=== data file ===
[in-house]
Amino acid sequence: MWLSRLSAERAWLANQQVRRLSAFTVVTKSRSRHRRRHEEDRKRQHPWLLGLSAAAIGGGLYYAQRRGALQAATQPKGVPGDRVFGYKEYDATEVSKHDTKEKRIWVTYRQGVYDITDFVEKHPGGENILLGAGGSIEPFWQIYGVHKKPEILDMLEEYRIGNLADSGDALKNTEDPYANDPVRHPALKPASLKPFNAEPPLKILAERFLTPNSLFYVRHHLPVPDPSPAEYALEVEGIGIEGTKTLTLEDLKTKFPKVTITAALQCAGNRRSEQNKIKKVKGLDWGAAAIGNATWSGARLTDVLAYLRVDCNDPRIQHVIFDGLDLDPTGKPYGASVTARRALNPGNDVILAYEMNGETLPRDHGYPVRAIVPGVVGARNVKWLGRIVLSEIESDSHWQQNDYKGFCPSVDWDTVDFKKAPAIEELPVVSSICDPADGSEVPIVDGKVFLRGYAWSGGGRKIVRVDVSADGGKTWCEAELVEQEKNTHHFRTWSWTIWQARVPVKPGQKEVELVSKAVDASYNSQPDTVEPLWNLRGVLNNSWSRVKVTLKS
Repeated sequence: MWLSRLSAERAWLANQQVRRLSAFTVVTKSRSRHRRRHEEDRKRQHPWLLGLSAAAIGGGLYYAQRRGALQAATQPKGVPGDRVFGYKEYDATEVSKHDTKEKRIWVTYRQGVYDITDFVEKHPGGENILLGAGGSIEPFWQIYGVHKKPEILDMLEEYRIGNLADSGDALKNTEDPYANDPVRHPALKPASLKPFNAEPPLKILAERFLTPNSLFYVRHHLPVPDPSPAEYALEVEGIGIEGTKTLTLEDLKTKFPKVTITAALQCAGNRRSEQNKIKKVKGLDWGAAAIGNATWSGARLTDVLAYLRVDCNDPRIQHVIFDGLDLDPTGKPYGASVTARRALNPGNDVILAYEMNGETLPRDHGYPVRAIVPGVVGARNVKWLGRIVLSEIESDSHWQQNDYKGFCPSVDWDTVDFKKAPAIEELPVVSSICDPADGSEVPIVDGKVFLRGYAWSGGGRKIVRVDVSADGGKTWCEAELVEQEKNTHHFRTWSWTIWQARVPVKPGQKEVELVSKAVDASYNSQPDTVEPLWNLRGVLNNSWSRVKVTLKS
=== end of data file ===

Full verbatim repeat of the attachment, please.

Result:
[in-house]
Amino acid sequence: MWLSRLSAERAWLANQQVRRLSAFTVVTKSRSRHRRRHEEDRKRQHPWLLGLSAAAIGGGLYYAQRRGALQAATQPKGVPGDRVFGYKEYDATEVSKHDTKEKRIWVTYRQGVYDITDFVEKHPGGENILLGAGGSIEPFWQIYGVHKKPEILDMLEEYRIGNLADSGDALKNTEDPYANDPVRHPALKPASLKPFNAEPPLKILAERFLTPNSLFYVRHHLPVPDPSPAEYALEVEGIGIEGTKTLTLEDLKTKFPKVTITAALQCAGNRRSEQNKIKKVKGLDWGAAAIGNATWSGARLTDVLAYLRVDCNDPRIQHVIFDGLDLDPTGKPYGASVTARRALNPGNDVILAYEMNGETLPRDHGYPVRAIVPGVVGARNVKWLGRIVLSEIESDSHWQQNDYKGFCPSVDWDTVDFKKAPAIEELPVVSSICDPADGSEVPIVDGKVFLRGYAWSGGGRKIVRVDVSADGGKTWCEAELVEQEKNTHHFRTWSWTIWQARVPVKPGQKEVELVSKAVDASYNSQPDTVEPLWNLRGVLNNSWSRVKVTLKS
Repeated sequence: MWLSRLSAERAWLANQQVRRLSAFTVVTKSRSRHRRRHEEDRKRQHPWLLGLSAAAIGGGLYYAQRRGALQAATQPKGVPGDRVFGYKEYDATEVSKHDTKEKRIWVTYRQGVYDITDFVEKHPGGENILLGAGGSIEPFWQIYGVHKKPEILDMLEEYRIGNLADSGDALKNTEDPYANDPVRHPALKPASLKPFNAEPPLKILAERFLTPNSLFYVRHHLPVPDPSPAEYALEVEGIGIEGTKTLTLEDLKTKFPKVTITAALQCAGNRRSEQNKIKKVKGLDWGAAAIGNATWSGARLTDVLAYLRVDCNDPRIQHVIFDGLDLDPTGKPYGASVTARRALNPGNDVILAYEMNGETLPRDHGYPVRAIVPGVVGARNVKWLGRIVLSEIESDSHWQQNDYKGFCPSVDWDTVDFKKAPAIEELPVVSSICDPADGSEVPIVDGKVFLRGYAWSGGGRKIVRVDVSADGGKTWCEAELVEQEKNTHHFRTWSWTIWQARVPVKPGQKEVELVSKAVDASYNSQPDTVEPLWNLRGVLNNSWSRVKVTLKS